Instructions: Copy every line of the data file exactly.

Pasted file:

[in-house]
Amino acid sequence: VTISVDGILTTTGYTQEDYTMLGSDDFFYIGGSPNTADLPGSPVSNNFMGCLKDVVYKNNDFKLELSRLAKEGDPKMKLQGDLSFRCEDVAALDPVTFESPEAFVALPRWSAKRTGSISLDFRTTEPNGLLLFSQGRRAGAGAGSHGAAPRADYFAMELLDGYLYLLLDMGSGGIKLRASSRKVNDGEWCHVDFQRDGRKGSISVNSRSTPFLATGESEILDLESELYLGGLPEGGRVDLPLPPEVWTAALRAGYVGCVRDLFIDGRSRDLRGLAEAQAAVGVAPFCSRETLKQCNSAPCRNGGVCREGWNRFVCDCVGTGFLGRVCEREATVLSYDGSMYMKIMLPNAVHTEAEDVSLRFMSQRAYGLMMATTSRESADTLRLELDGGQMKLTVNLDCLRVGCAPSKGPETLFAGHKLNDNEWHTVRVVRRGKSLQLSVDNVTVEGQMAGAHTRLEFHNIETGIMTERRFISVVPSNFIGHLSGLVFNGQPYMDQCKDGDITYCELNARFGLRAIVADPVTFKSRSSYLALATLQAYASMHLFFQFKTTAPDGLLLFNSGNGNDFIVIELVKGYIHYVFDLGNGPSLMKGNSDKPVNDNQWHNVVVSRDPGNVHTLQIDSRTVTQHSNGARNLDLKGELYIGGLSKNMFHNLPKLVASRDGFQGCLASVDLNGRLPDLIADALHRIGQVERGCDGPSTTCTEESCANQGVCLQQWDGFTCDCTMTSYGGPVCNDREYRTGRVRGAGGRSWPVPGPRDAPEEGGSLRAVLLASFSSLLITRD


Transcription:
[in-house]
Amino acid sequence: VTISVDGILTTTGYTQEDYTMLGSDDFFYIGGSPNTADLPGSPVSNNFMGCLKDVVYKNNDFKLELSRLAKEGDPKMKLQGDLSFRCEDVAALDPVTFESPEAFVALPRWSAKRTGSISLDFRTTEPNGLLLFSQGRRAGAGAGSHGAAPRADYFAMELLDGYLYLLLDMGSGGIKLRASSRKVNDGEWCHVDFQRDGRKGSISVNSRSTPFLATGESEILDLESELYLGGLPEGGRVDLPLPPEVWTAALRAGYVGCVRDLFIDGRSRDLRGLAEAQAAVGVAPFCSRETLKQCNSAPCRNGGVCREGWNRFVCDCVGTGFLGRVCEREATVLSYDGSMYMKIMLPNAVHTEAEDVSLRFMSQRAYGLMMATTSRESADTLRLELDGGQMKLTVNLDCLRVGCAPSKGPETLFAGHKLNDNEWHTVRVVRRGKSLQLSVDNVTVEGQMAGAHTRLEFHNIETGIMTERRFISVVPSNFIGHLSGLVFNGQPYMDQCKDGDITYCELNARFGLRAIVADPVTFKSRSSYLALATLQAYASMHLFFQFKTTAPDGLLLFNSGNGNDFIVIELVKGYIHYVFDLGNGPSLMKGNSDKPVNDNQWHNVVVSRDPGNVHTLQIDSRTVTQHSNGARNLDLKGELYIGGLSKNMFHNLPKLVASRDGFQGCLASVDLNGRLPDLIADALHRIGQVERGCDGPSTTCTEESCANQGVCLQQWDGFTCDCTMTSYGGPVCNDREYRTGRVRGAGGRSWPVPGPRDAPEEGGSLRAVLLASFSSLLITRD